There are a large number of FtM bloggers out there but the only two that I read regularly are also doctors. Nathaniel is in the process of transitioning. Z is more interested in being a doctor and human being.

Forecasting

However, a year on I am even less sure why I blog than I was when I started.

Big Brother or Web 2.0?

I cannot decide if the “Recent Readers” widget to the left of the page is really cool or really intrusive.

It’s a vital debate which interests me – community vs individualism – openness vs privacy. I dislike openly pleading for comments (me! me! my blog! me!) but I am curious to know what the netgeist is on this one, so please comment away.

Flutterby butterfly

Butterfly mind?I feel slightly awkward in my own blogspace these days. It’s been whizzy-fun checking my blogstats, especially after Dr Crippen larged me up two weeks in a row, but he described me as a medical blogger, and I’m not. I’m passionate, but not medical.

My original foray into medical blogging was because I had things to day that no-one else was saying at the time. I wanted to explain MMC to those who weren’t affected, and cast some light on MTAS for those who were. I’ve done that. The West Midland Surgeons, may their scalpels always be sharp, awoke the national press into the realisation that it is about having fewer specialist trainees and not just about another NHS computer cock-up.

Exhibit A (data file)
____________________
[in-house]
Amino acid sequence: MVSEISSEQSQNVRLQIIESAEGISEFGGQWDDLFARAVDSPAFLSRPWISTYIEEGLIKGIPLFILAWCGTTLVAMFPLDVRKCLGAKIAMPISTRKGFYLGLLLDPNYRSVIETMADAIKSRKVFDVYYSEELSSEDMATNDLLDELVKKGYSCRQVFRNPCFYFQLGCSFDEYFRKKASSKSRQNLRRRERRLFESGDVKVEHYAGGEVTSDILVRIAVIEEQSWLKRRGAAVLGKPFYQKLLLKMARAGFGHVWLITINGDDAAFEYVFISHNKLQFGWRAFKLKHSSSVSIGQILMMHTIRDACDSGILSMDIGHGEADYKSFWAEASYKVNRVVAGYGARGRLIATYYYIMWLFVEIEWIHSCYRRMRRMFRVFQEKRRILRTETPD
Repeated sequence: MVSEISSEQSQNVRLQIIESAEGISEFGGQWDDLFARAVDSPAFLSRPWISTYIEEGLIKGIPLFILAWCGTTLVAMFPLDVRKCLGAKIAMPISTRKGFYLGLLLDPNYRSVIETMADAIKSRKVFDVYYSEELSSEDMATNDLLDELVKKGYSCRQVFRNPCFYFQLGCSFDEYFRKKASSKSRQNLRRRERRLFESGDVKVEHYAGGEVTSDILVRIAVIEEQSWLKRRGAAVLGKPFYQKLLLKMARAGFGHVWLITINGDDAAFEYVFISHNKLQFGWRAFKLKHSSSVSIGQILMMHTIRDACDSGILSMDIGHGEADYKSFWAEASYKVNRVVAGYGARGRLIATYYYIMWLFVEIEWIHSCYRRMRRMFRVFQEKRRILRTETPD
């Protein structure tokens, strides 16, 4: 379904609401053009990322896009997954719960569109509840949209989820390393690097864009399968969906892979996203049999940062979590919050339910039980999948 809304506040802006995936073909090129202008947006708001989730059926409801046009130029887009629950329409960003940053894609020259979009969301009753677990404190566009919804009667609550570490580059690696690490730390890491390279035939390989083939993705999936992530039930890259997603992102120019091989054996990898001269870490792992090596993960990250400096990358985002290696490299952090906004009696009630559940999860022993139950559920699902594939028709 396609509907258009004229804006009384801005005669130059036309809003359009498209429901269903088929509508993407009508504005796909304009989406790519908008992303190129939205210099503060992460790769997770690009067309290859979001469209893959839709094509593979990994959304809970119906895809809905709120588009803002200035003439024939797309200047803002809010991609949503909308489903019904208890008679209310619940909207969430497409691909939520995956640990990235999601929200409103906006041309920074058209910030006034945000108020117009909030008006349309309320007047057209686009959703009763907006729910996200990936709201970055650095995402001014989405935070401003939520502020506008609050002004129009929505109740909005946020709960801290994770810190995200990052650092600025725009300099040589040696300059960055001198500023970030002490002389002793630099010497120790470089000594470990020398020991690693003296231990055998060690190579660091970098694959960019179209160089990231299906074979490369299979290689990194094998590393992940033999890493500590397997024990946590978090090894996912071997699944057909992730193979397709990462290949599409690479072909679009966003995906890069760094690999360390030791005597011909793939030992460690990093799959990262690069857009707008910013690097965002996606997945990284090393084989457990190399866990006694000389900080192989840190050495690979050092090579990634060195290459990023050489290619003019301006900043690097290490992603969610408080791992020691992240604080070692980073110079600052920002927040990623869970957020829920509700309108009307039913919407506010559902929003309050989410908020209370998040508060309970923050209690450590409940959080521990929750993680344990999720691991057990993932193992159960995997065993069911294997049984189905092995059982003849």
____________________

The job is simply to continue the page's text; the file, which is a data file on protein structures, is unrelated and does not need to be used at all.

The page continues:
I feel I’ve done what I can usefully do. Others are closer to events and better informed. I have – since I can never resist using jargon – stopped providing any value-add. And I have stuff to say about other things anyway.

I do have a couple of MMC-related posts brewing. One is an explanation of why I believe that the architects of MMC and of MTAS should resign, but I need to check a couple of references for that one first. The other compares medical careers before and after Ms Patronising Hubris got her fingers on them, but I’m not publishing that one until I’ve worked “post-modern” in as a decent pun. I have no doubt there’ll be others when some other aspect of this lunacy strikes me.

You see, the tagline of this blog is “danger of eclectic shock”. The dictionary defines “eclectic” as “made up of or combining elements from a variety of sources”. In days so long gone I hope you don’t remember them, there used to be a small advertisement in the newspapers asking if you were “worried about your butterfly mind”.

I’m not.

I miss it, and would rather like it back, please.